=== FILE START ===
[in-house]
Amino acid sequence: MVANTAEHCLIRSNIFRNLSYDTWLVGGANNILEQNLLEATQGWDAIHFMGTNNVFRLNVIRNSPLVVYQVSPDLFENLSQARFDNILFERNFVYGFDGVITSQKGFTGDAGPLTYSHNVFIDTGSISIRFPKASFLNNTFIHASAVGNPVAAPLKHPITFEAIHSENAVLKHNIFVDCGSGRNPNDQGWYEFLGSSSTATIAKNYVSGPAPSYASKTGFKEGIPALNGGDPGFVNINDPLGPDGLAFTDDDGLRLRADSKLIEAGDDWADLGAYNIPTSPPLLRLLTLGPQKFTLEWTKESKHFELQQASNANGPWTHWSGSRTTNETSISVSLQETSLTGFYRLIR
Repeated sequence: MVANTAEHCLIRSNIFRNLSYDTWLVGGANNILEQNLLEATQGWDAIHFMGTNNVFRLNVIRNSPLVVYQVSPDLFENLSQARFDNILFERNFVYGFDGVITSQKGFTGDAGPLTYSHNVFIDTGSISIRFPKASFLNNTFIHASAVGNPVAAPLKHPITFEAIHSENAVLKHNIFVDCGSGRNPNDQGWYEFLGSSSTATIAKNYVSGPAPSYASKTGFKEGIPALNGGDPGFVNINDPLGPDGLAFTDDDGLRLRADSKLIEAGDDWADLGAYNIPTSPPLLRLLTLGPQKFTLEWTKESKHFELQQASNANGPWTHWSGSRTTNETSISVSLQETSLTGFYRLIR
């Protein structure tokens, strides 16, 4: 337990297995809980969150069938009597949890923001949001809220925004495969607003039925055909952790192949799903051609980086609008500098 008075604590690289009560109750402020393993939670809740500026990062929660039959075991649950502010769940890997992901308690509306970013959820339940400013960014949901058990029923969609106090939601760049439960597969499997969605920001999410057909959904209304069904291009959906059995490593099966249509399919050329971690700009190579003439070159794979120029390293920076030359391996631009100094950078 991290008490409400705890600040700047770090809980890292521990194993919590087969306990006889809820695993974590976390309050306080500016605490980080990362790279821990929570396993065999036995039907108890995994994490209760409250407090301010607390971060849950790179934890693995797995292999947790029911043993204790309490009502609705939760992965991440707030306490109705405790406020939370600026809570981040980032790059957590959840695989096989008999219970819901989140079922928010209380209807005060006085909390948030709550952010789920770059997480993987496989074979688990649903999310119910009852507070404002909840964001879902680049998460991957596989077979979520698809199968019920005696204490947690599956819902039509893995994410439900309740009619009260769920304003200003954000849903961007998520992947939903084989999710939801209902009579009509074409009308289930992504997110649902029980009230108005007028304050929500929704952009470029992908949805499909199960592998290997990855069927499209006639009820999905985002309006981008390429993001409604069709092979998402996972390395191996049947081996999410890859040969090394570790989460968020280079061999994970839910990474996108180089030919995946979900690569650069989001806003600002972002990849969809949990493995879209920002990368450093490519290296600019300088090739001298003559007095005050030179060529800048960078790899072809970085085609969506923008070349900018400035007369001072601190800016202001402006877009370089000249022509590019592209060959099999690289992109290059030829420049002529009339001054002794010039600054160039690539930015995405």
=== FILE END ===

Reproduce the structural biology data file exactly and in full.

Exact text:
[in-house]
Amino acid sequence: MVANTAEHCLIRSNIFRNLSYDTWLVGGANNILEQNLLEATQGWDAIHFMGTNNVFRLNVIRNSPLVVYQVSPDLFENLSQARFDNILFERNFVYGFDGVITSQKGFTGDAGPLTYSHNVFIDTGSISIRFPKASFLNNTFIHASAVGNPVAAPLKHPITFEAIHSENAVLKHNIFVDCGSGRNPNDQGWYEFLGSSSTATIAKNYVSGPAPSYASKTGFKEGIPALNGGDPGFVNINDPLGPDGLAFTDDDGLRLRADSKLIEAGDDWADLGAYNIPTSPPLLRLLTLGPQKFTLEWTKESKHFELQQASNANGPWTHWSGSRTTNETSISVSLQETSLTGFYRLIR
Repeated sequence: MVANTAEHCLIRSNIFRNLSYDTWLVGGANNILEQNLLEATQGWDAIHFMGTNNVFRLNVIRNSPLVVYQVSPDLFENLSQARFDNILFERNFVYGFDGVITSQKGFTGDAGPLTYSHNVFIDTGSISIRFPKASFLNNTFIHASAVGNPVAAPLKHPITFEAIHSENAVLKHNIFVDCGSGRNPNDQGWYEFLGSSSTATIAKNYVSGPAPSYASKTGFKEGIPALNGGDPGFVNINDPLGPDGLAFTDDDGLRLRADSKLIEAGDDWADLGAYNIPTSPPLLRLLTLGPQKFTLEWTKESKHFELQQASNANGPWTHWSGSRTTNETSISVSLQETSLTGFYRLIR
């Protein structure tokens, strides 16, 4: 337990297995809980969150069938009597949890923001949001809220925004495969607003039925055909952790192949799903051609980086609008500098 008075604590690289009560109750402020393993939670809740500026990062929660039959075991649950502010769940890997992901308690509306970013959820339940400013960014949901058990029923969609106090939601760049439960597969499997969605920001999410057909959904209304069904291009959906059995490593099966249509399919050329971690700009190579003439070159794979120029390293920076030359391996631009100094950078 991290008490409400705890600040700047770090809980890292521990194993919590087969306990006889809820695993974590976390309050306080500016605490980080990362790279821990929570396993065999036995039907108890995994994490209760409250407090301010607390971060849950790179934890693995797995292999947790029911043993204790309490009502609705939760992965991440707030306490109705405790406020939370600026809570981040980032790059957590959840695989096989008999219970819901989140079922928010209380209807005060006085909390948030709550952010789920770059997480993987496989074979688990649903999310119910009852507070404002909840964001879902680049998460991957596989077979979520698809199968019920005696204490947690599956819902039509893995994410439900309740009619009260769920304003200003954000849903961007998520992947939903084989999710939801209902009579009509074409009308289930992504997110649902029980009230108005007028304050929500929704952009470029992908949805499909199960592998290997990855069927499209006639009820999905985002309006981008390429993001409604069709092979998402996972390395191996049947081996999410890859040969090394570790989460968020280079061999994970839910990474996108180089030919995946979900690569650069989001806003600002972002990849969809949990493995879209920002990368450093490519290296600019300088090739001298003559007095005050030179060529800048960078790899072809970085085609969506923008070349900018400035007369001072601190800016202001402006877009370089000249022509590019592209060959099999690289992109290059030829420049002529009339001054002794010039600054160039690539930015995405």